Meet the Maker - Harriet Addyman

Friday, October 24, 2014
Nature has always been a source of inspiration for artists and crafts people for centuries, none more than jewellery designer Harriet Addyman (aka The Metal Press). We recently chatted with Harriet to discover the many processes behind each piece...
Please can you introduce yourself, and tell us a little about what you do?
The metal Press started in 2010, I had moved my business back to Wales to look after my father and found myself living near the sea. I am a lucky girl having lots of equipment to make things having worked in model making for many years but it was not until living in Pembrokeshire that I one day experimented with a sea shell, one my good old dog Oska picked up for me. I couldn't believe it worked! 
Can you talk us through the processes in making your jewellery?
I have a thing called a 'vulcanising press', which makes a rubber sandwich. I put things inside and then cook the sandwich under 2000 lbs of pressure for about 2 hours. Its not designed to be used with shells, it's usually brass masters that are made, so it was a real surprise that my first mussel shell came out - it took some doing, picking off stuck shell and scrubbing at the mould until clean - but it came out & had cast beautifully.

examples of Harriet's moulds
For casting the pewter I use a simple centrifugal casting machine. The rubber mould is placed inside and air pressure holds the mould tightly together. A ladle full of molten metal is poured through a hole in the lid as the machine is spinning helping the metal find its way to all the little bits of detail in the mould. Since casting the first mussel shell friends asked me if I could cast them one too, so of course I did. The metal pieces have to be cut off the central sprue before being filed and polished with a barrel polisher and then electroplated using brass racks that are dipped in the electroplating baths. 
Harriet's studio
The electroplating kit is all amps and volts and needle gauges, a definite alchemy. I had used electroplating with my model making , so it was an easy thing for me (lucky girl!)

Where does your inspiration come from? 
Being out in the landscape here in Pembrokeshire you cant help being awed sometimes by the ethereal beauty of the coast. At times it is truly magical and the things you find have that quality too. The collection has really grown now and includes plants and berries and baby crabs which of course can not directly go into the press for mould making so I pre-cast them in silicone rubber and then cast into high temperature resin before they go in the vulcanising press.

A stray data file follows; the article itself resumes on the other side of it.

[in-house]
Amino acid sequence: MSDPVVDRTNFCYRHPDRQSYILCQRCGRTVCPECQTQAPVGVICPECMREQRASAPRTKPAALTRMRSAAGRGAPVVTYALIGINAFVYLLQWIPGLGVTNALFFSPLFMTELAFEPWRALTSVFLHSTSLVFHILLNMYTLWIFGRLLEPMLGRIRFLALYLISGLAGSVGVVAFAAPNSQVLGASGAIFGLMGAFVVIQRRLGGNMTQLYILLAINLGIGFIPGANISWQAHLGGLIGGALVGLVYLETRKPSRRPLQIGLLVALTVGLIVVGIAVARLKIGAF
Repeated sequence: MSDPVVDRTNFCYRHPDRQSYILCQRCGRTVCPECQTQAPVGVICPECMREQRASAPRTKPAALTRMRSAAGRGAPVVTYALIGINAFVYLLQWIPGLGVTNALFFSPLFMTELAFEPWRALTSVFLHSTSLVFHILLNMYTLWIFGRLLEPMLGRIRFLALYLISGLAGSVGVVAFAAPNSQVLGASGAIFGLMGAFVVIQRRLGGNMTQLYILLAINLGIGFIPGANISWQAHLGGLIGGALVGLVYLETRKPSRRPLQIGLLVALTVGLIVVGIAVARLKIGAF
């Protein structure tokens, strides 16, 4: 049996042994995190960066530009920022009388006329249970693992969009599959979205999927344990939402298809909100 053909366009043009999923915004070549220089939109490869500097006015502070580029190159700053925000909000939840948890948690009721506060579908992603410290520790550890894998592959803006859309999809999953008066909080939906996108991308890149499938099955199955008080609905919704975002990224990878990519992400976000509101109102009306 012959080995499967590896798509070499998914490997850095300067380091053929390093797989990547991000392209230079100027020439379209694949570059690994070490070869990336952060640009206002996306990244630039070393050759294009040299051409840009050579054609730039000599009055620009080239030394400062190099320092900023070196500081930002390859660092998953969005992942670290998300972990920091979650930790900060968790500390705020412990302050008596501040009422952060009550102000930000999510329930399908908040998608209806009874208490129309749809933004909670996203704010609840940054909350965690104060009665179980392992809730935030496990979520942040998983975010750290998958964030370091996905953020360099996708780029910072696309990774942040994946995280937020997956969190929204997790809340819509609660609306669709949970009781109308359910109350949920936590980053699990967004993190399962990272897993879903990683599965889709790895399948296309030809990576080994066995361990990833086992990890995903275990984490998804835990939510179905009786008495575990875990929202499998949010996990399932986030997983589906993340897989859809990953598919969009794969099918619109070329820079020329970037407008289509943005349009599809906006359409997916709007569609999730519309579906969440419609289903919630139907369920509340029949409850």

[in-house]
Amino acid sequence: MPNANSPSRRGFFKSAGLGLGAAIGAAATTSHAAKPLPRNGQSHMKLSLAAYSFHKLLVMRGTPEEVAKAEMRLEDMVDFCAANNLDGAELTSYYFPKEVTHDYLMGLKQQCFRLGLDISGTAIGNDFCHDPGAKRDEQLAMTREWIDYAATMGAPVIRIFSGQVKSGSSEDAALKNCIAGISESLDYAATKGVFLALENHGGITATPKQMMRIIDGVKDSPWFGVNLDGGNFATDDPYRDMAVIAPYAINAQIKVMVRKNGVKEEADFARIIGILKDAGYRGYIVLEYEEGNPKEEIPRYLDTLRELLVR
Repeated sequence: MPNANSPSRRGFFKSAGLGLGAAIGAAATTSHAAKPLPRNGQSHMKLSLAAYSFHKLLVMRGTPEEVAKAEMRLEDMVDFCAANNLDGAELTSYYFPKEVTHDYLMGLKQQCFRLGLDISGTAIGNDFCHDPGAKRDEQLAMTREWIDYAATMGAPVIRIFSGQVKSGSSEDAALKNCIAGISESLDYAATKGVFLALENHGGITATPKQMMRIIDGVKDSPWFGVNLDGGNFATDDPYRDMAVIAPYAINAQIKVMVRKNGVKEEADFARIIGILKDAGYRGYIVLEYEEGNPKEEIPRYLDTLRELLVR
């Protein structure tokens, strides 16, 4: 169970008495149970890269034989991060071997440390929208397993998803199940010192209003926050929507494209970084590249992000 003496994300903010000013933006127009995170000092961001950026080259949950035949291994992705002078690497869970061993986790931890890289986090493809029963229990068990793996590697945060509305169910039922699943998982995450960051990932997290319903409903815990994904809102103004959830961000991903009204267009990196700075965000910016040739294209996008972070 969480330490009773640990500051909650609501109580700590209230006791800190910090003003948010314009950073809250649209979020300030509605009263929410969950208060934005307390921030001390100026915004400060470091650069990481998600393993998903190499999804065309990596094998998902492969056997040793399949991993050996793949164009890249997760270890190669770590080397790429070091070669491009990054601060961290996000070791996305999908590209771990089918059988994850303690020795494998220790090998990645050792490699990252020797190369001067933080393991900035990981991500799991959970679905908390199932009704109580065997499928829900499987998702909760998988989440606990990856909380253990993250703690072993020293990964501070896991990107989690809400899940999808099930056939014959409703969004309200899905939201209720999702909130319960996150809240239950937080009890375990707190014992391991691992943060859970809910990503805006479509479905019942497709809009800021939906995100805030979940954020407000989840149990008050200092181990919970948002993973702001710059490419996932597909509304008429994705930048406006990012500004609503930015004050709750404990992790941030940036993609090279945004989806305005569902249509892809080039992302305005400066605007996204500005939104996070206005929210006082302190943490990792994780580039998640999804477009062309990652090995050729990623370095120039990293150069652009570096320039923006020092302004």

The Metal Press has now taken me to some lovely places with markets and venues for sharing what I do that people have begun to send me things from all over the world - sea urchins from Turkey, a starfish from Florida, a collection of beetles! I am really enjoying treasure hunting for myself and celebrating the treasure found by others. Places have such memories and the things found such significance, to be simply casting is such a pleasure. 
Where do you see yourself in 10 years?
My partner bought himself a laser cutter which has given me much more to think about translation of ideas. It has made me think about design and of course it all goes back to drawing which I have not really done for years!  All work has endless possibilities and I am still really excited by creating new things, although there never seems enough hours in the day!

Thank you Harriet, such a brilliant insight to your work.  You can find Harriet's pieces of jewellery in our Made in Britain shop.
Made in Britain
Quakers Friars
Cabot Circus
Bristol

Mon - Sat:  10am - 6pm
Sun:  11am - 5pm

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Made in Bristol Gift Fair > New date added!

Tuesday, October 21, 2014
Exciting news! Due to popular demand we have just added a third Gift Fair date to this years festive offerings. Bristol will be treated to our joyous celebration of local creativity on Saturday 13th December in addition to our Saturday 29th November & Sunday 7th December dates.

Our Gift Fair will now feature up to 150 local designers over our three dates, transforming the majestic foyer at Colston Hall into a vast emporium of unique handmade gifts.  With artists and designers showcasing jewellery, toys, ceramics, art and home accessories, the Made in Bristol Gift Fair is the perfect place to find innovative locally-made products that bring the personal touch to Christmas gift giving.

Would you like to take part?
If you are based within 50 miles of Bristol and create wonderful gifts, make tasty treats or design seasonal floral arrangements then this is the event for you. Our footfall and public awareness has continued to grow strongly year on year and we pride ourselves in running an organised event that is a pleasure to attend, whether you are taking part or as a visiting shopper.